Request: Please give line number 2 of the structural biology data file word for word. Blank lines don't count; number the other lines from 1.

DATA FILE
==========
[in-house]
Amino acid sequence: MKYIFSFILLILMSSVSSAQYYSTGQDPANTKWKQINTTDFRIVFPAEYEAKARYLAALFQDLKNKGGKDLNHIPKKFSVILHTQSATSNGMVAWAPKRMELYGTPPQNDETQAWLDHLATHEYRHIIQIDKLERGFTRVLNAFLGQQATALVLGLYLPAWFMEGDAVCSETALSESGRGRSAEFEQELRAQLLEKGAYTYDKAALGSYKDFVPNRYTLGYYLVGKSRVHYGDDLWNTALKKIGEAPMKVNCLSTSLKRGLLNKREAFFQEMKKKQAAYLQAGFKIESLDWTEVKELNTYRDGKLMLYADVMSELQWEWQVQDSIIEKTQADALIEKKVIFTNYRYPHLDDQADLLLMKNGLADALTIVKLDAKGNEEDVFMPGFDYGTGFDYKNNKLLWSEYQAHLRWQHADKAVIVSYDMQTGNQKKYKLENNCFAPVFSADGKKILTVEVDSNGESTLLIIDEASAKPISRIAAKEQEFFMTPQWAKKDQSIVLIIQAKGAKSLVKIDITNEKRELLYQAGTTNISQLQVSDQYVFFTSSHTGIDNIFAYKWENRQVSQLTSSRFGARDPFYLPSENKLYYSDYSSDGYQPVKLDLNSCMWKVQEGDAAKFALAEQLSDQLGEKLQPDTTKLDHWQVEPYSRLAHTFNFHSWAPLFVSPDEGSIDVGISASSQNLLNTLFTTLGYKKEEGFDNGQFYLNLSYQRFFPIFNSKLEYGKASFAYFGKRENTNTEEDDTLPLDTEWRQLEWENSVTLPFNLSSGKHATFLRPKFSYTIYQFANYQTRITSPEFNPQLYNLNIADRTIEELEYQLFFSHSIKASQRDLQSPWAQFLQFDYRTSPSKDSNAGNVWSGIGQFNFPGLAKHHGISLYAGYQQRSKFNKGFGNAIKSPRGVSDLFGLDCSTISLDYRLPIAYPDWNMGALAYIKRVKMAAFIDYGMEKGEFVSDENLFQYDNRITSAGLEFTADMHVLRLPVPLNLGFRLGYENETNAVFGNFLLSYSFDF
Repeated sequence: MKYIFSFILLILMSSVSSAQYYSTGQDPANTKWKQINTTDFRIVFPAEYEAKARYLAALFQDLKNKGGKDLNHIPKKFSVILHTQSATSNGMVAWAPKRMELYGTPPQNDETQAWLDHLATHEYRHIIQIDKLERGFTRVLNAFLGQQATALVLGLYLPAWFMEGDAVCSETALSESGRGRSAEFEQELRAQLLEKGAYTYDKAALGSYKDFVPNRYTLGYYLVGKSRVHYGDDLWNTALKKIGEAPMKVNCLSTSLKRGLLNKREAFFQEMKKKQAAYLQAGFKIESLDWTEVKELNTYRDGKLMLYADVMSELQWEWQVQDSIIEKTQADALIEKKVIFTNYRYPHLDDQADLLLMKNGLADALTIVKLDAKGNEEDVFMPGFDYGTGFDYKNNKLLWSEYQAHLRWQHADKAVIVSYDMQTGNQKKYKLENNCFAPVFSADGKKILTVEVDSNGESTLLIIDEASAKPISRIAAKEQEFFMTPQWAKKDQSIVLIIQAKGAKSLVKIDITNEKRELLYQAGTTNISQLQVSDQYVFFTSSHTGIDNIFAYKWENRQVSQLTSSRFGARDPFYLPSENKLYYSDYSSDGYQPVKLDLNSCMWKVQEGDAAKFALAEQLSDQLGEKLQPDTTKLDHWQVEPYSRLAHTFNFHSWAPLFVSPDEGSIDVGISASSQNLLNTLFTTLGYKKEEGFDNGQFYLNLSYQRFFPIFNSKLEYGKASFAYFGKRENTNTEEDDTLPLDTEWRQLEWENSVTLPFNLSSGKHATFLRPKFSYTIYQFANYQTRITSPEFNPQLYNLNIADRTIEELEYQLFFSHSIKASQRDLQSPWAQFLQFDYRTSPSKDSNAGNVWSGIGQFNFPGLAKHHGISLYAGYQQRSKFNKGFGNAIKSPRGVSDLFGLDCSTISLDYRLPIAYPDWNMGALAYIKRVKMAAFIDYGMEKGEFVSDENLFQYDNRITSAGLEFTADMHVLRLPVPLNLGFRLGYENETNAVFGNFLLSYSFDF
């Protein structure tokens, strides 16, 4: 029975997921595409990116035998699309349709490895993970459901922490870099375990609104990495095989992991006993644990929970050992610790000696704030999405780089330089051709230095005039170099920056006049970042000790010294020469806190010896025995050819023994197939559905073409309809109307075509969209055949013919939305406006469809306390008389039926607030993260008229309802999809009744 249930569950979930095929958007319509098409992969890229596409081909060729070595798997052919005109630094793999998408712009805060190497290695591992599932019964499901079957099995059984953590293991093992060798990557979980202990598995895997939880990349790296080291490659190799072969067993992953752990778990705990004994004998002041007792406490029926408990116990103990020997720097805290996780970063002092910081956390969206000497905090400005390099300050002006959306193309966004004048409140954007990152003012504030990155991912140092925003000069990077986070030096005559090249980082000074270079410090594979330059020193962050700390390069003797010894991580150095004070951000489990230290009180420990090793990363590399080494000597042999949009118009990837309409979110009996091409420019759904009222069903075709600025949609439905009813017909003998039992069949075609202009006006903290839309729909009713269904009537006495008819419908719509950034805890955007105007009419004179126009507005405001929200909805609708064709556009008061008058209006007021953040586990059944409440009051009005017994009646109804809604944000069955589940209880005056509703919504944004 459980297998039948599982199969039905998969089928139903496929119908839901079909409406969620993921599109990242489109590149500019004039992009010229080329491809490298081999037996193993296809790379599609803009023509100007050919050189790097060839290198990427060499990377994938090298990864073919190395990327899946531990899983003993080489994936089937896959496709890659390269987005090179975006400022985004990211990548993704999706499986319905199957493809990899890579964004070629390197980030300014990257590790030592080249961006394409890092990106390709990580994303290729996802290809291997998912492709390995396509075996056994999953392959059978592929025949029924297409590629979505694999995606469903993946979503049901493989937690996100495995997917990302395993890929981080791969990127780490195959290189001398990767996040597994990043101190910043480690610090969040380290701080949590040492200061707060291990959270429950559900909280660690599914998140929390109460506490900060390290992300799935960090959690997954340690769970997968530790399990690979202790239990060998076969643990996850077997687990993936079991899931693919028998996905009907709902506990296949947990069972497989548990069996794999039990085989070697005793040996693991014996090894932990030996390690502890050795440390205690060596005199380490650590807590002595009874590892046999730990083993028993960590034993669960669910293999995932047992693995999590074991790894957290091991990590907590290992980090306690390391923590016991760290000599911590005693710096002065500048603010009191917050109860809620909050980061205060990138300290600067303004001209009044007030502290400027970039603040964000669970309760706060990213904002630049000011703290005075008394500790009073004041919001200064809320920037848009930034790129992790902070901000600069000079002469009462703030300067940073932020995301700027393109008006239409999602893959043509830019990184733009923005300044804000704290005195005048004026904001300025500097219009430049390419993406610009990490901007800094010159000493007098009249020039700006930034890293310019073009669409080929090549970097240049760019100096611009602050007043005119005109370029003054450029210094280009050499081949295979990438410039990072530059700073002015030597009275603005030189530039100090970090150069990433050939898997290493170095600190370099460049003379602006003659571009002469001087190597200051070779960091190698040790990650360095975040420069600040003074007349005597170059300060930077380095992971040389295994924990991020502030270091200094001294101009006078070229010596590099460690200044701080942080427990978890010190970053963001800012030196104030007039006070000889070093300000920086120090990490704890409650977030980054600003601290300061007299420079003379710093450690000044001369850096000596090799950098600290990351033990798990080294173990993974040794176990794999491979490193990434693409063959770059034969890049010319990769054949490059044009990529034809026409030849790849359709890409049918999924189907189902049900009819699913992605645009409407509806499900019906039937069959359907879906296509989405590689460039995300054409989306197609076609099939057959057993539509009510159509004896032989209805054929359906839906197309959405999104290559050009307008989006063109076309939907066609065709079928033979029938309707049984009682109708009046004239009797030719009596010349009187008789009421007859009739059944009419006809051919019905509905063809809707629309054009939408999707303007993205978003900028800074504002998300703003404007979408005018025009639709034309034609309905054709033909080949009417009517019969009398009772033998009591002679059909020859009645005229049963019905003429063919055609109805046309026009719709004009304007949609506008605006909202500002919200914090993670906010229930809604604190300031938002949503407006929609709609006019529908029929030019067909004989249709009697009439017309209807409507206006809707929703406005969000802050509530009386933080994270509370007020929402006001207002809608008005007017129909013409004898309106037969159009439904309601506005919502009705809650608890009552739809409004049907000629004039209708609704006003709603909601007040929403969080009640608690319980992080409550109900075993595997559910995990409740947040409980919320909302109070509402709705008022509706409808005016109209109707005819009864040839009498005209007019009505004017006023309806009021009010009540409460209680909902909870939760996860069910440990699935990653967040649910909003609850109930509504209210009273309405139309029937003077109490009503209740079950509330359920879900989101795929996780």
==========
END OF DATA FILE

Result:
Amino acid sequence: MKYIFSFILLILMSSVSSAQYYSTGQDPANTKWKQINTTDFRIVFPAEYEAKARYLAALFQDLKNKGGKDLNHIPKKFSVILHTQSATSNGMVAWAPKRMELYGTPPQNDETQAWLDHLATHEYRHIIQIDKLERGFTRVLNAFLGQQATALVLGLYLPAWFMEGDAVCSETALSESGRGRSAEFEQELRAQLLEKGAYTYDKAALGSYKDFVPNRYTLGYYLVGKSRVHYGDDLWNTALKKIGEAPMKVNCLSTSLKRGLLNKREAFFQEMKKKQAAYLQAGFKIESLDWTEVKELNTYRDGKLMLYADVMSELQWEWQVQDSIIEKTQADALIEKKVIFTNYRYPHLDDQADLLLMKNGLADALTIVKLDAKGNEEDVFMPGFDYGTGFDYKNNKLLWSEYQAHLRWQHADKAVIVSYDMQTGNQKKYKLENNCFAPVFSADGKKILTVEVDSNGESTLLIIDEASAKPISRIAAKEQEFFMTPQWAKKDQSIVLIIQAKGAKSLVKIDITNEKRELLYQAGTTNISQLQVSDQYVFFTSSHTGIDNIFAYKWENRQVSQLTSSRFGARDPFYLPSENKLYYSDYSSDGYQPVKLDLNSCMWKVQEGDAAKFALAEQLSDQLGEKLQPDTTKLDHWQVEPYSRLAHTFNFHSWAPLFVSPDEGSIDVGISASSQNLLNTLFTTLGYKKEEGFDNGQFYLNLSYQRFFPIFNSKLEYGKASFAYFGKRENTNTEEDDTLPLDTEWRQLEWENSVTLPFNLSSGKHATFLRPKFSYTIYQFANYQTRITSPEFNPQLYNLNIADRTIEELEYQLFFSHSIKASQRDLQSPWAQFLQFDYRTSPSKDSNAGNVWSGIGQFNFPGLAKHHGISLYAGYQQRSKFNKGFGNAIKSPRGVSDLFGLDCSTISLDYRLPIAYPDWNMGALAYIKRVKMAAFIDYGMEKGEFVSDENLFQYDNRITSAGLEFTADMHVLRLPVPLNLGFRLGYENETNAVFGNFLLSYSFDF